- Any diagram and its amplitude can be omitted in the calculation by setting the appropriate flags off. In the integration step the unitary gauge is the default.

- names of initial particles,
- names of final particles,
- order of perturbation in QED, electroweak and/or QCD.
- code number of kinematics.

When GARCE is initiated with the data file containing these inputs, it constructs all possible diagrams and creates an output file to draw all Feynman diagrams for the convenience of the user to look them by eyes. At the same time a set of FORTRAN subprograms is generated. These include those which are needed to calculate the amplitude with the help of CHANEL , to integrate over phase space by BASES and to generate events by SPRING .

After all the programs are successfully generated, the remaining tasks for user are

- to examine the kinematics,
- to check and to edit some parameters in a few subroutines,
- to check the gauge invariance of the amplitude,
- to supply the value of strong coupling constant.

- Graph generation subsystem

When initial and final states of the elementary process are given as the input as well as the orders of couplings, a complete set of Feynman graphs is generated according to the theoretical model defined in a model definition file. For the time being QED, Electroweak and QCD models in the tree level are supported. The information of generated graphs is stored in a file as an output.

Reading the graph information from the file, the graph drawer displays the Feynman graphs on the screen under the X-Window system or prints them on a paper. - Source generation subsystem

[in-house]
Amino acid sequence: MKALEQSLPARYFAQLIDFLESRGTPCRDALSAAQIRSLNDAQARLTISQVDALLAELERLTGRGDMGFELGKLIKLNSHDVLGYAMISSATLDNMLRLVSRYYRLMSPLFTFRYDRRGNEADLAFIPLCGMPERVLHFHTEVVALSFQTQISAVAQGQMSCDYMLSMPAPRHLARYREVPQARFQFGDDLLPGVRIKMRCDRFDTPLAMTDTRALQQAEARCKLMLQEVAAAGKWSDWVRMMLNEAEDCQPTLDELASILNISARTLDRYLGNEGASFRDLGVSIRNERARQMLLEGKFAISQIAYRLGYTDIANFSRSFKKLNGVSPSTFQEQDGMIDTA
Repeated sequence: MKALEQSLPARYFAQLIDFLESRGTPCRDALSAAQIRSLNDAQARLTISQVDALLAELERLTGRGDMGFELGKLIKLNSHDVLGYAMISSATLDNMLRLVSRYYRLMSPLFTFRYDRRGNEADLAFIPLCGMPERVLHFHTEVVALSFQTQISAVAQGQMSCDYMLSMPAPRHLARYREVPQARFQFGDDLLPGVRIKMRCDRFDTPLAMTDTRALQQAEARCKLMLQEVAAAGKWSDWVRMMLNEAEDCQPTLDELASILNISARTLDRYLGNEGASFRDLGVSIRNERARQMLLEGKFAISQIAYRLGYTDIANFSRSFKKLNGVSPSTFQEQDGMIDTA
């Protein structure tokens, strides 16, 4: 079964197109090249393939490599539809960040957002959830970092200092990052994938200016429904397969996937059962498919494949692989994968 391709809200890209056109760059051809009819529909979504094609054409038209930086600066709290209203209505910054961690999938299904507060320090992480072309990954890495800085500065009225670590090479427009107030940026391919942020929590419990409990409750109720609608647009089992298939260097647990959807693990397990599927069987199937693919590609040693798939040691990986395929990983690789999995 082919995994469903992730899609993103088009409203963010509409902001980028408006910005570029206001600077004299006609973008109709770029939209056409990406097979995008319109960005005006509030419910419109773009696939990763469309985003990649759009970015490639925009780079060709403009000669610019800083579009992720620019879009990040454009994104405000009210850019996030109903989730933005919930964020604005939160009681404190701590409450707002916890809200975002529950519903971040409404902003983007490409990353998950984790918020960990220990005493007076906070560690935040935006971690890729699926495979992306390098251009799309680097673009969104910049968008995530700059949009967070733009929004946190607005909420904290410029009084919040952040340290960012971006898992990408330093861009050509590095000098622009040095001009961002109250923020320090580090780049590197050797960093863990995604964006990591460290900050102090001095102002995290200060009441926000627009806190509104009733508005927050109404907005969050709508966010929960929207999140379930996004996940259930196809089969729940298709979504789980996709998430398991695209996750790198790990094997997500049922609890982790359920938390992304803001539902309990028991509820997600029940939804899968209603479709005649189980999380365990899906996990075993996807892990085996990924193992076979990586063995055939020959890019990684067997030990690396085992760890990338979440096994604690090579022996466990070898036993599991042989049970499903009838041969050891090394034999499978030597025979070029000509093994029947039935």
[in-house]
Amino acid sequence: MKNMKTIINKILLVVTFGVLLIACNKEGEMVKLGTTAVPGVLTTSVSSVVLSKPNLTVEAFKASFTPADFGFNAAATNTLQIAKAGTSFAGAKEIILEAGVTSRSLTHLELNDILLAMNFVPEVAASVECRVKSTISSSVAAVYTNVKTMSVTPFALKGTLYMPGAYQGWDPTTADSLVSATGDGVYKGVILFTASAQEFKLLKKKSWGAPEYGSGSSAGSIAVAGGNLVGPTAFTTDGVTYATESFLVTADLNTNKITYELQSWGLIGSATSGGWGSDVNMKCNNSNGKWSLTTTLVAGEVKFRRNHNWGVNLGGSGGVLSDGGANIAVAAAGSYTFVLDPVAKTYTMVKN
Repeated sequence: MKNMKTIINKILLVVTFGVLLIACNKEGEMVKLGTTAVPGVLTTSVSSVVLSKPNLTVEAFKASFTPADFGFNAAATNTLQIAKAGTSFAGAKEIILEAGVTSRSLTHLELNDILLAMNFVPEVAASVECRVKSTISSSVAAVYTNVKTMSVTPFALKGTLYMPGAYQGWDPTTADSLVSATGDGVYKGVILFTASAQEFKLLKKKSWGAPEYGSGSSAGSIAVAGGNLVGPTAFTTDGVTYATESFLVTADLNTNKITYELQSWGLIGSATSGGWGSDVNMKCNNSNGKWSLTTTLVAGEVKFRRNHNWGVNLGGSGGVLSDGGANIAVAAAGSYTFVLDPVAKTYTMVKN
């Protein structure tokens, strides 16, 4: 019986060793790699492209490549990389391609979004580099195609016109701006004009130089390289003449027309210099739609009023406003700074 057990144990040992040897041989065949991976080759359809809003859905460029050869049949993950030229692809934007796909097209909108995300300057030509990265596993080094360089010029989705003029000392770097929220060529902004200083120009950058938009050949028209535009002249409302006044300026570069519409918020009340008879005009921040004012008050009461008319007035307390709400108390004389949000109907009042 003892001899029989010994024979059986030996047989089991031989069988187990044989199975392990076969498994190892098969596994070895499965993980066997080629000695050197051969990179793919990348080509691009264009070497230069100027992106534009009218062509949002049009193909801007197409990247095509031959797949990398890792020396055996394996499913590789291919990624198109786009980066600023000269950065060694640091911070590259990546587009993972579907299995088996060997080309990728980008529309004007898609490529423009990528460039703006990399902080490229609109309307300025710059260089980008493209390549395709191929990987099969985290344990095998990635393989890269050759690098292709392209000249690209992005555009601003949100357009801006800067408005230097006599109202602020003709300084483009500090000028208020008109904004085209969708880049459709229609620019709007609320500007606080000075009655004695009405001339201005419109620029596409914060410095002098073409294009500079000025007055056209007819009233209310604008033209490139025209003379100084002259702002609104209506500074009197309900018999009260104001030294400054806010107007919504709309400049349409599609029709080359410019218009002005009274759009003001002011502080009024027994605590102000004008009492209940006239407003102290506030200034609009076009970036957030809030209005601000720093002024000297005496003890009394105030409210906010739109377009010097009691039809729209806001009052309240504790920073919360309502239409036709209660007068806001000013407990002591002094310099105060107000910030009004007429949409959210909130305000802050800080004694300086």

From the graph information produced by the first subsystem, a FORTRAN source code is generated in a form of program components suited for the numerical integration package BASES and the event generation package SPRING .

The source code is constructed based on our helicity amplitude formalism, which consists of many calling sequences of subprograms given in CHANEL and its interface routines.

In addition to these program components, the subsystem generates a main program, by which the gauge invariance of the generated amplitudes can be tested. - Numerical integration subsystem

Combining the generated source code together with the kinematics routines and the GRACE library, the numerical integration is performed by BASES to obtain the total cross section. For this, however, in general, one may have to prepare the kinematics routines when the default one is not appropriate. As the output of integration, the numerical value of total cross section, the convergency behavior of integration, one and two dimensional distributions of the cross section are given besides the probability information in a file, which is used in the event generation. Looking the convergency behavior carefully one can judge if the resultant value is reliable or not. - Event generation subsystem